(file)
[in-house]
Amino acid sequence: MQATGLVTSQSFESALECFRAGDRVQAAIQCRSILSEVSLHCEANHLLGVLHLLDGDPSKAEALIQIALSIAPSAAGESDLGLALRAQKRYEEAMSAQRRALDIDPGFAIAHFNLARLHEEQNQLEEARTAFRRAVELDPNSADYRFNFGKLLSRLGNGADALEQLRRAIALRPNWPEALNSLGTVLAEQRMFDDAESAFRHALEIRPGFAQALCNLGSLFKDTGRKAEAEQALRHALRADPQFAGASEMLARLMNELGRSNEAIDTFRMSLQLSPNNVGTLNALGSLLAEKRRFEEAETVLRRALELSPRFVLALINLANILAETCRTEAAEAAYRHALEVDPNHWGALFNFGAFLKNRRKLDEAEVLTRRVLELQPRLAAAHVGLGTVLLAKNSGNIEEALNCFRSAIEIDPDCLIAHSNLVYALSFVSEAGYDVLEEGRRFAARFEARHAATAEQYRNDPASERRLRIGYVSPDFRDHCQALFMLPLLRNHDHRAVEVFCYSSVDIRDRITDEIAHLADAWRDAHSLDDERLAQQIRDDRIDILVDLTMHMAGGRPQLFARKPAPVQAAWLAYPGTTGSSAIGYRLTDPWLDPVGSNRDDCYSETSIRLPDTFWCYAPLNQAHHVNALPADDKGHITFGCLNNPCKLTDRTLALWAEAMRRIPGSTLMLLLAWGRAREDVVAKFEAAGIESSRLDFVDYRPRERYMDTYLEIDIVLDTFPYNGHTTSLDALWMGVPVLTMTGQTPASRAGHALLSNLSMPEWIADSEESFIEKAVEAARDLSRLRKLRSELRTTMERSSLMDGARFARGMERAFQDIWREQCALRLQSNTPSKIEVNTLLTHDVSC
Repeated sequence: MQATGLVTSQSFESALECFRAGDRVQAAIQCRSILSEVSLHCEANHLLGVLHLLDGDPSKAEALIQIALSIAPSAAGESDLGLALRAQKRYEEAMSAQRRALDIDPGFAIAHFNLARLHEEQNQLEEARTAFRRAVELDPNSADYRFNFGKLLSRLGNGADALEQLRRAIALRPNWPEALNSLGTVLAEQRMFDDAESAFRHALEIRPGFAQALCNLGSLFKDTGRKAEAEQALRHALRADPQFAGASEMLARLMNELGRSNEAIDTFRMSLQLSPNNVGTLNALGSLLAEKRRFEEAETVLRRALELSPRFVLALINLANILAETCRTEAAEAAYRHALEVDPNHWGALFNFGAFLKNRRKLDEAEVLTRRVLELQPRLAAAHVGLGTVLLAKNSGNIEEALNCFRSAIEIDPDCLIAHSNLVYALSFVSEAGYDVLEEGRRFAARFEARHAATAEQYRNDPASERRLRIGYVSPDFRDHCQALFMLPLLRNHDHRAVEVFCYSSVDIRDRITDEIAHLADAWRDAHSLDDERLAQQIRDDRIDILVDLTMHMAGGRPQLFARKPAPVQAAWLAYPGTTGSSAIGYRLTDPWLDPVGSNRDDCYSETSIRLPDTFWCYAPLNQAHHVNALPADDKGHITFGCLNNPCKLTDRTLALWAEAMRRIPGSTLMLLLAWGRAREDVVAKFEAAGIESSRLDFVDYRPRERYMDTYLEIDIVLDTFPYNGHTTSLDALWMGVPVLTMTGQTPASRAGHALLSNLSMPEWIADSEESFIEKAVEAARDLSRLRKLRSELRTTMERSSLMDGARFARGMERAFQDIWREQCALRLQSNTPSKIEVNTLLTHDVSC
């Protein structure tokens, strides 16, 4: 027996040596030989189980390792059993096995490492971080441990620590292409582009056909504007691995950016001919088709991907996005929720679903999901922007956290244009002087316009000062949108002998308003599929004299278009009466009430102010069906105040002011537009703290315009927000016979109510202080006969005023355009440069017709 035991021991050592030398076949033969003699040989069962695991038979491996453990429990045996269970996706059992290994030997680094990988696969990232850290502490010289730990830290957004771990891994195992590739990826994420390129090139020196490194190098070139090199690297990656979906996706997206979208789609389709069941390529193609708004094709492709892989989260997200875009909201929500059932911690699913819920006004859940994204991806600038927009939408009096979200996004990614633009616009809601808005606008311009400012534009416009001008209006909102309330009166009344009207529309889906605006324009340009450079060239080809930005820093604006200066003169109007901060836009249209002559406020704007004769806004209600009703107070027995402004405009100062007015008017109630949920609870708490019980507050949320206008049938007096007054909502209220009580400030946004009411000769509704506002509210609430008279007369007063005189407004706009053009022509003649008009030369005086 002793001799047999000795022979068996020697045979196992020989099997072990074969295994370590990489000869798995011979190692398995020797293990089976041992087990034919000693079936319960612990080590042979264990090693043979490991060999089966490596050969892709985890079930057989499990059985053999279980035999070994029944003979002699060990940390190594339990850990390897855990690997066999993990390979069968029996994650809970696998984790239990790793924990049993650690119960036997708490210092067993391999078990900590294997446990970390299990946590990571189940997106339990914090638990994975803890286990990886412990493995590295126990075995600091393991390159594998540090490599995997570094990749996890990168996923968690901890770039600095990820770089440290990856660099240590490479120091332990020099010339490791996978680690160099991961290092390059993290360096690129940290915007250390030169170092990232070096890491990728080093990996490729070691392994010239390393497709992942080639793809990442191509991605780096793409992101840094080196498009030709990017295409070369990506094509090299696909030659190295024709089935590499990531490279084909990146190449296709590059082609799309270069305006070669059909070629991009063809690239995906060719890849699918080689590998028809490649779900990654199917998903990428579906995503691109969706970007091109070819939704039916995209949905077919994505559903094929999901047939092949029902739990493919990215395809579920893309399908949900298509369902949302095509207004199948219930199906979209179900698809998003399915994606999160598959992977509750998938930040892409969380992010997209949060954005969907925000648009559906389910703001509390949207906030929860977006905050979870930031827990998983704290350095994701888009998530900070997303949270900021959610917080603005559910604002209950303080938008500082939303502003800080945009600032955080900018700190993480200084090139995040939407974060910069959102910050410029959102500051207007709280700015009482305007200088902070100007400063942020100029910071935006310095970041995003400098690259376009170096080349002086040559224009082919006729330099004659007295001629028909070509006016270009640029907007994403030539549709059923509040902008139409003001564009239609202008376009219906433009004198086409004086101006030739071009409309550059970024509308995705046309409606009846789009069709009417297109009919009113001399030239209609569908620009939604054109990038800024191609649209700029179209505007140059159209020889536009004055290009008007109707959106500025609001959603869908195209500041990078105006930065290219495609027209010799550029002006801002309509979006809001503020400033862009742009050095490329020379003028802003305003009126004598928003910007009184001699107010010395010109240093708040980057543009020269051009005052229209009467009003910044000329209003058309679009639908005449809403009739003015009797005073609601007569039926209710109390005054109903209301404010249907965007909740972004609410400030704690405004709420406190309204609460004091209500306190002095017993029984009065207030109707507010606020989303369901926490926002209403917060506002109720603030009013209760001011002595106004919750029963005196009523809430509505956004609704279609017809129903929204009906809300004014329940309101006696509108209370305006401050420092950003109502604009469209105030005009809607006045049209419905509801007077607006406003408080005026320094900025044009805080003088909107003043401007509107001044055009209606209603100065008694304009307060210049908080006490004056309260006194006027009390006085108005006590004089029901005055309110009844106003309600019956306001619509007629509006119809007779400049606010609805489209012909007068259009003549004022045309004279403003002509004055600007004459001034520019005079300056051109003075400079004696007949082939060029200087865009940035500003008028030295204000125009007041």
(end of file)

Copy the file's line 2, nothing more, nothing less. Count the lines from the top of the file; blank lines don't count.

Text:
Amino acid sequence: MQATGLVTSQSFESALECFRAGDRVQAAIQCRSILSEVSLHCEANHLLGVLHLLDGDPSKAEALIQIALSIAPSAAGESDLGLALRAQKRYEEAMSAQRRALDIDPGFAIAHFNLARLHEEQNQLEEARTAFRRAVELDPNSADYRFNFGKLLSRLGNGADALEQLRRAIALRPNWPEALNSLGTVLAEQRMFDDAESAFRHALEIRPGFAQALCNLGSLFKDTGRKAEAEQALRHALRADPQFAGASEMLARLMNELGRSNEAIDTFRMSLQLSPNNVGTLNALGSLLAEKRRFEEAETVLRRALELSPRFVLALINLANILAETCRTEAAEAAYRHALEVDPNHWGALFNFGAFLKNRRKLDEAEVLTRRVLELQPRLAAAHVGLGTVLLAKNSGNIEEALNCFRSAIEIDPDCLIAHSNLVYALSFVSEAGYDVLEEGRRFAARFEARHAATAEQYRNDPASERRLRIGYVSPDFRDHCQALFMLPLLRNHDHRAVEVFCYSSVDIRDRITDEIAHLADAWRDAHSLDDERLAQQIRDDRIDILVDLTMHMAGGRPQLFARKPAPVQAAWLAYPGTTGSSAIGYRLTDPWLDPVGSNRDDCYSETSIRLPDTFWCYAPLNQAHHVNALPADDKGHITFGCLNNPCKLTDRTLALWAEAMRRIPGSTLMLLLAWGRAREDVVAKFEAAGIESSRLDFVDYRPRERYMDTYLEIDIVLDTFPYNGHTTSLDALWMGVPVLTMTGQTPASRAGHALLSNLSMPEWIADSEESFIEKAVEAARDLSRLRKLRSELRTTMERSSLMDGARFARGMERAFQDIWREQCALRLQSNTPSKIEVNTLLTHDVSC